Sunday night's episode of was as much an emotional roller coaster as we expected with now just remaining. But even amid fast-moving, , one particular piece of dialogue sticks out. In the aftermath of the carnage of the Battle of Winterfell, Sansa Stark briefly reunites with Sandor Clegane, who wastes no time in referencing her rape at the hands of Ramsay Bolton, as he flippantly says he "heard [she'd been broken] in." Sansa responds by noting with pride that Bolton "got what he deserved" and that But what is likely meant to be an empowering exchange takes a frustrating turn when she seems to attribute all of her growth to experiencing abuse: "Without Littlefinger and Ramsay and the rest, I would've stayed a little bird all my life." The line feels like a callback to the misogyny and many sexist writing choices of previous seasons and hints at the frustrating limits of male writing of female characters. In many movies and TV shows - and certainly, on Game of Thrones - rape and sexual abuse are often treated as the only plot devices through which female characters can become "interesting," or grow and become strong. This has always been reductive and dehumanizing, not just to fictional characters but often to real-life survivors, too. Plot lines like this portray female characters who survive sexual assault as exclusively defined by what men do to them, and as a result, position them as objects. Sansa's words ultimately suggest rape is justifiable if it spurs perceived positives. This use of rape as an oversimplified gender trope can often be traced to male writers, like Game of Thrones creators David Benioff and D.B. Weiss, who wrote Sunday night's episode. In the aforementioned exchange between Sansa and the Hound in "The Last of the Starks," whether or not Benioff and Weiss intended this, Sansa's words ultimately suggest rape is justifiable if it spurs perceived positives. Her line implies the act of sexual violence itself rather than a survivor's fortitude and courage is what leads to growth in women and female characters like her. The underlying message, here, seems to be that the bodies of female characters can be relegated to collateral damage for the sake of one-dimensional male storytelling. There are several examples of this, certainly in Sunday night's episode, but also throughout the series. In the same episode Sansa seems thankful for her experiences with sexual violence, Missandei - the - for the purpose of angering Daenerys Targaryen and moving Daenerys's plot line forward. And unfortunately, in many ways, Missandei's execution is more of the same throughout the series, from Shireen Baratheon's gruesome death and Cersei Lannister's naked walk of shame in season five, to Daenerys's routine experiences with marital rape at the advent of the show and Gilly's life at Craster's Keep. Female characters and their experiences with trauma are often portrayed not in a human or vaguely thoughtful and sympathetic manner but, rather, as moving chess pieces by male writers. Granted, this criticism isn't new, and Benioff, Weiss, and George R.R. Martin, the author of the book series upon which Game of Thrones is based, have spoken to these complaints before. In 2015, in the aftermath of Sansa's experience with rape on her wedding night, reports said the show's creators "were responsive to the discussion and there were a couple of things that changed as a result" in the face of mass outrage. But one of the show's directors, Jeremy Podeswa, ultimately doubled down on defending the scene: "It is important that [the producers] not self-censor. The show depicts a brutal world where horrible things happen. They did not want to be too overly influenced by [criticism]," he . Martin has also in his writing. "The books reflect a patriarchal society based on the Middle Ages. The Middle Ages were not a time of sexual egalitarianism," he said in 2015. Martin added: "Most stories depict what I call the 'Disneyland Middle Ages' - there are princes and princesses and knights in shining armor, but they didn't want to show what those societies meant and how they functioned . . . And then there's the whole issue of sexual violence . . . I'm writing about war, which what almost all epic fantasy is about." Related: But the point they constantly miss is that no one is saying rape and sexual violence weren't devastating realities of the medieval world in which Game of Thrones and Martin's A Song of Ice and Fire are set. Rather, what many feminist critiques of the series point out is that using rape and violence as central points in storytelling for female characters over and over again is limiting and reductive - especially when rape is treated as the only thing that gives female characters humanity, dimension, and growth. Additionally, there is an undeniable irony in male writers like Weiss, Benioff, and Martin dismissing feminist criticisms of rape in their writing by mansplaining to their female critics that sexual violence was simply a reality of medieval society. The condescending insinuation here is that we, as modern women, have it so good, we couldn't possibly wrap our heads around the truth. Yet, ultimately, in a real-life world where in her lifetime, it's important to understand that sexual violence is so much more than a plot device to deal female characters in far away, fictional lands. It's something many women - and certainly, many women who watch Game of Thrones - grapple with in our real lives, not something that exclusively takes place in fantasy worlds and on TV screens. If Game of Thrones is as rooted in dark realities as its writers claim, then it should acknowledge how, in real life, surviving sexual assault is so much more than a storytelling device for women. And the show's writers should have adapted the series a long, long time ago to reflect this.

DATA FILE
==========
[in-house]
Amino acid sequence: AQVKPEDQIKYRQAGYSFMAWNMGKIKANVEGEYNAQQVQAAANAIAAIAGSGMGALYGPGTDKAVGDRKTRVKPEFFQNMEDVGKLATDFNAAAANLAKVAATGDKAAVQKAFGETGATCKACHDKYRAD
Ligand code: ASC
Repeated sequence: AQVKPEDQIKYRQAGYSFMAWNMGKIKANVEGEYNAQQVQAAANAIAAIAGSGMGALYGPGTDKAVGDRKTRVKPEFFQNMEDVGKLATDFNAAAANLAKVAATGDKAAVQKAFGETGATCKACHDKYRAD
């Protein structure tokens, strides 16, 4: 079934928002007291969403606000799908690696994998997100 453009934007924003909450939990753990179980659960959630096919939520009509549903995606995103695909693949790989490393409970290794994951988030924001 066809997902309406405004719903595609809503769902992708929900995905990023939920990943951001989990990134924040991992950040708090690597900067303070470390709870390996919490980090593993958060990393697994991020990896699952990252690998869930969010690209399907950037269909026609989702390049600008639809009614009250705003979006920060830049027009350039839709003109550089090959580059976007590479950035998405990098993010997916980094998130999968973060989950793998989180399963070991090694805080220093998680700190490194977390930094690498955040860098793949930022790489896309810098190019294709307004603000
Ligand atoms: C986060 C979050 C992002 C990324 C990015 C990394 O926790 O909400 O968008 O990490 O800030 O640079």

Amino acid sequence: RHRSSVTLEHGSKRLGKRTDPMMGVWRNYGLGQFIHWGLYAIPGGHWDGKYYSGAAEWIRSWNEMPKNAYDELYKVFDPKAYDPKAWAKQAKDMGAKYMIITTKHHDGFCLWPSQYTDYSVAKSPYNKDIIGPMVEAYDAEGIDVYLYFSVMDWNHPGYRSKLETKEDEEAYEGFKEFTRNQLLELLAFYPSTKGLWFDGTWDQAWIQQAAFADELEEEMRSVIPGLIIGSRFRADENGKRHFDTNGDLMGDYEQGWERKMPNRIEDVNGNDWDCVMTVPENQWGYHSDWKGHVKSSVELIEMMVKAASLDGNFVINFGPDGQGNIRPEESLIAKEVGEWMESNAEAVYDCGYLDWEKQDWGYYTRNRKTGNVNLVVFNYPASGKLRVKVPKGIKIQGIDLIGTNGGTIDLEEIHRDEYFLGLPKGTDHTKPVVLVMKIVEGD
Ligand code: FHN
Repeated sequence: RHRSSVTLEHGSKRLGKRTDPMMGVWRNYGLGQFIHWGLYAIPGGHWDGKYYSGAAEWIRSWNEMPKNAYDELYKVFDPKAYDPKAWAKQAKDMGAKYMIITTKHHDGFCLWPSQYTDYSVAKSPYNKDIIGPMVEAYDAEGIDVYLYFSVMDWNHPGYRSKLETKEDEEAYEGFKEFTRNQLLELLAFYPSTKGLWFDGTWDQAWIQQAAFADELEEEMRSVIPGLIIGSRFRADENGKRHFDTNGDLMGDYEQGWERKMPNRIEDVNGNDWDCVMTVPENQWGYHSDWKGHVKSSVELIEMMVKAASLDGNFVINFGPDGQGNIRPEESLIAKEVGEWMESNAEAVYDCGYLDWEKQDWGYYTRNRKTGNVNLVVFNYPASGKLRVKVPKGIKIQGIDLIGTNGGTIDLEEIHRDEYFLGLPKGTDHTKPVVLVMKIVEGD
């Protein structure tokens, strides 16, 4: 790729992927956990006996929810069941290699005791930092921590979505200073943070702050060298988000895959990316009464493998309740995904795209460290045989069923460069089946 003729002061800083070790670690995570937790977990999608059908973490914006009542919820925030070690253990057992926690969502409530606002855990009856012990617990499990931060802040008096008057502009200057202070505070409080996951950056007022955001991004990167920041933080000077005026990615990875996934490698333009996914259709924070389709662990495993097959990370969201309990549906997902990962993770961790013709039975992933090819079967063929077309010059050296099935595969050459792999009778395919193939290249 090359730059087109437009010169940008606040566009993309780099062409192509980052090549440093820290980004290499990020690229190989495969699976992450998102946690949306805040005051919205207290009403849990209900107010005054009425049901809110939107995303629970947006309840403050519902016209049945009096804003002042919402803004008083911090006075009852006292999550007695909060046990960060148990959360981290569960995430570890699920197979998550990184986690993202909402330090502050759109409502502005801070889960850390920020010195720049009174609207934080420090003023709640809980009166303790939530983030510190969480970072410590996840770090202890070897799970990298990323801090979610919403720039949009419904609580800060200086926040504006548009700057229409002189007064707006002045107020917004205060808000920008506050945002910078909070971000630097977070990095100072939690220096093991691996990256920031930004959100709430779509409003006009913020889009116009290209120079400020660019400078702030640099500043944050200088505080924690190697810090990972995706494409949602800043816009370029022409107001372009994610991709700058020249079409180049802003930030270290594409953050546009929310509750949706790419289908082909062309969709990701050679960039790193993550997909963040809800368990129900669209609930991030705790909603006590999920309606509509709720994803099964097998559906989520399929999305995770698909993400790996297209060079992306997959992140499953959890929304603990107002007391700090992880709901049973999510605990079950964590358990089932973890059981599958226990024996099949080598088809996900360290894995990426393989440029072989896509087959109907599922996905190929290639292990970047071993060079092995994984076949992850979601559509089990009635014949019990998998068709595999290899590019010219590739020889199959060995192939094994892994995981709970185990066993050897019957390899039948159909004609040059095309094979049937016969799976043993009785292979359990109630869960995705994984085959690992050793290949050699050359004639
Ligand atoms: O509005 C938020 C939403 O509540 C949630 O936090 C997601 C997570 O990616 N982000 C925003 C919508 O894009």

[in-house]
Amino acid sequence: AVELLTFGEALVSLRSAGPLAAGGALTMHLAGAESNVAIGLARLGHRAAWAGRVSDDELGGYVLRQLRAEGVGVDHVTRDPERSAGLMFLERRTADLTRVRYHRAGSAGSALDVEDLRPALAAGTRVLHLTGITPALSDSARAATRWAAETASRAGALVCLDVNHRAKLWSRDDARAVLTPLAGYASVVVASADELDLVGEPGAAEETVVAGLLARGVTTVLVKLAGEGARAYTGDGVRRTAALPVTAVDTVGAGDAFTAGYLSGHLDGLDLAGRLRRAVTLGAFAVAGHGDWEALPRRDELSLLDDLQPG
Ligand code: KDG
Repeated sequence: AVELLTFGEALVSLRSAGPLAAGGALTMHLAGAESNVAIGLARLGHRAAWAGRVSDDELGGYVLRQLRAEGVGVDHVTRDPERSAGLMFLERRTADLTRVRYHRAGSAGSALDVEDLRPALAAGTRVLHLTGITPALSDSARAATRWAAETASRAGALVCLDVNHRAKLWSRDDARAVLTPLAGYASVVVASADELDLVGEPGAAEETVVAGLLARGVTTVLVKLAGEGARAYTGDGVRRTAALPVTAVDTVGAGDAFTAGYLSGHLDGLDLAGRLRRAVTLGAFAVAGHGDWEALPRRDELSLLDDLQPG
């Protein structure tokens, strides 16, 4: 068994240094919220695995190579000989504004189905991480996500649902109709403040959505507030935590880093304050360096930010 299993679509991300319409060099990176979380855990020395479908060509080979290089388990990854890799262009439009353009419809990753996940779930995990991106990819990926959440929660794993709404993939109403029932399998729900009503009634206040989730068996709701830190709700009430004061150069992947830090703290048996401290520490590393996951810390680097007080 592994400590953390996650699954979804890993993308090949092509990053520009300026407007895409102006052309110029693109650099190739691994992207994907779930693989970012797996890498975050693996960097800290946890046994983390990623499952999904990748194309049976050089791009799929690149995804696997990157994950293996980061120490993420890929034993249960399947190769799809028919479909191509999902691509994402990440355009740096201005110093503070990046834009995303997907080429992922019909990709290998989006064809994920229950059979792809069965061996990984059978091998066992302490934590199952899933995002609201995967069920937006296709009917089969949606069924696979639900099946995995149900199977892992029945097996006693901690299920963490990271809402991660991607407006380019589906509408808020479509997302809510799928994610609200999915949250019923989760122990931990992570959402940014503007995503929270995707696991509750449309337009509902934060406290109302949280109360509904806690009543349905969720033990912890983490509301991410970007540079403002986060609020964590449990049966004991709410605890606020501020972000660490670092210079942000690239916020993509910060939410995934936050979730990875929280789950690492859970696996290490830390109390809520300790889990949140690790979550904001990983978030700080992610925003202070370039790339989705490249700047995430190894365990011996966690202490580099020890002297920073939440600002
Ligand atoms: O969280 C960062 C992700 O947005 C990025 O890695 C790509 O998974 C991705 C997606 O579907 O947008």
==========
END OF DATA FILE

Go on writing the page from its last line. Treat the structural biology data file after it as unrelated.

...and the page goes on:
Warning: Game of Thrones spoilers ahead! As the final episodes of quickly approach, it's difficult to know exactly what's in store for our favorite characters. The race for the Iron Throne is a gamble, Arya's kill list is still left unfinished, and a few prophesies remain unfulfilled. But of all the unanswered questions, this one sits near the top of our list: The Mother of Dragons (now just one dragon, unless ) has a right to be pissed after Cersei beheaded her best friend, her boyfriend revealed he's actually her nephew, and she lost a large chunk of her defenses at King's Landing. However, there's a widespread expectation that her righteous anger will trigger something more tragic and deep-seeded. If is correct, the answer may have been hiding in plain sight, or rather, the stitching of her costumes. The user claims to have a background in costume history and compared from season seven to season eight for context clues. Season Seven If there's a word to describe , it would be "adaptable." She's young and impressionable when she first joins the Dothraki as Khal Drogo's wife, although she quickly finds her inner strength. Her fashion throughout seasons one through five, however, is still influenced by the places she lands, like Qarth and Meereen. Daenerys mostly wears shades of blue, ivory, khaki, and gray until season seven. Once season seven begins, she starts to blend the hues of her Targaryen roots (steel, black, and red) with the colors from her world of experiences. "When Dany went beyond the Wall to rescue Jon and the others, with black leather strip detail. The fur lining was white. The inner lining was grey. Her gloves were grey," Reddit user karsigo wrote. "White is associated with purity and in that episode, her intentions were pure – she put someone's else's needs and concerns above her own. There was a softness about her look that we may not see again." Season Eight Season eight sees Daenerys arriving in Winterfell, and with her comes a more intense expression of Targaryen pride. As the Reddit user notes, Daenerys infuses almost everything with red: the lining on her coat, her scarf, her leather strip detail, her gloves ("think blood on her hands"). "It's a nod to her Targaryen heritage, but the more red we see, the more she's inclined to embrace the fire-and-blood motto. The red-on-white is especially foreboding," the user wrote. "Notice all the Northerners wear subdued colors and grayish-brownish furs. Dany's advisors all wear muted colors. So Dany's white fur look is her way of announcing to those around her that she is of special status. You can bet Sansa, who stitches her own clothes, noticed that straightaway." Her fresh wardrobe also includes dresses with dragon scale detailing and spiky silver metal embellishments and coats with . This could be perceived as an intimidation tactic or a way for Daenerys to keep people at arms reach. It could also be seen as unavoidable step towards the darkness in her family line. Her powerful (and yeah, let's call it badass) new look closely mirrors Cersei's own dramatic change in attire over the past few seasons - a foreboding sign for the Breaker of Chains, indeed.
It's been 17 years since The Bachelor , and since then, it's spawned numerous spinoffs . . . and even some successful relationships! While the majority of leads don't end up happily ever after with their chosen ones, they often find love within the franchise's extended family. While we're wishing the best of luck to Hannah Brown on , let's take a look back at all the couples who have made it work over the years. A handful even have adorable kids or are currently expecting! - Additional reporting by Johnni Macke
Quinnen Williams is about to make his grandma VERY happy ... 'cause the Alabama superstar says with his first NFL paycheck -- a gift for grams is on the way!
The president, in a series of tweets, said a prolonged trade war would be good for America even as negotiators returned to the table.